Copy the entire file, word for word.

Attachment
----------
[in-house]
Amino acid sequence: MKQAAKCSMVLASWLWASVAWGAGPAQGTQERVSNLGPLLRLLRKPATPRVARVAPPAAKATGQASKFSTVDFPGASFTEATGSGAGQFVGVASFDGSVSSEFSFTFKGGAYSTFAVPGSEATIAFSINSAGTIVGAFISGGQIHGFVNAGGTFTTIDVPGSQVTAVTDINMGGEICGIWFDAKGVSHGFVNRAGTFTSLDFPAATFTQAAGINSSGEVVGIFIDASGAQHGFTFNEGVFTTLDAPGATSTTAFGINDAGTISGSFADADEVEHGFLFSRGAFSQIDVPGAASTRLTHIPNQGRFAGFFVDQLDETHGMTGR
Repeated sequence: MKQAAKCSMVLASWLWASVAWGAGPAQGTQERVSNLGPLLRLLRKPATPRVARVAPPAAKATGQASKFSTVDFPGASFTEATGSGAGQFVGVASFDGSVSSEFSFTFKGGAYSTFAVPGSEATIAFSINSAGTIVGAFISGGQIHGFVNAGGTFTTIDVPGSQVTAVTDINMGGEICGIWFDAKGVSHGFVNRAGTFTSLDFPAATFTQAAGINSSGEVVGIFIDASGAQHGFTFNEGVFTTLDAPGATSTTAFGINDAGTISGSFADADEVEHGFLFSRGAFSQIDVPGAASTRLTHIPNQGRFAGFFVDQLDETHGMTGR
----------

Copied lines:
[in-house]
Amino acid sequence: MKQAAKCSMVLASWLWASVAWGAGPAQGTQERVSNLGPLLRLLRKPATPRVARVAPPAAKATGQASKFSTVDFPGASFTEATGSGAGQFVGVASFDGSVSSEFSFTFKGGAYSTFAVPGSEATIAFSINSAGTIVGAFISGGQIHGFVNAGGTFTTIDVPGSQVTAVTDINMGGEICGIWFDAKGVSHGFVNRAGTFTSLDFPAATFTQAAGINSSGEVVGIFIDASGAQHGFTFNEGVFTTLDAPGATSTTAFGINDAGTISGSFADADEVEHGFLFSRGAFSQIDVPGAASTRLTHIPNQGRFAGFFVDQLDETHGMTGR
Repeated sequence: MKQAAKCSMVLASWLWASVAWGAGPAQGTQERVSNLGPLLRLLRKPATPRVARVAPPAAKATGQASKFSTVDFPGASFTEATGSGAGQFVGVASFDGSVSSEFSFTFKGGAYSTFAVPGSEATIAFSINSAGTIVGAFISGGQIHGFVNAGGTFTTIDVPGSQVTAVTDINMGGEICGIWFDAKGVSHGFVNRAGTFTSLDFPAATFTQAAGINSSGEVVGIFIDASGAQHGFTFNEGVFTTLDAPGATSTTAFGINDAGTISGSFADADEVEHGFLFSRGAFSQIDVPGAASTRLTHIPNQGRFAGFFVDQLDETHGMTGR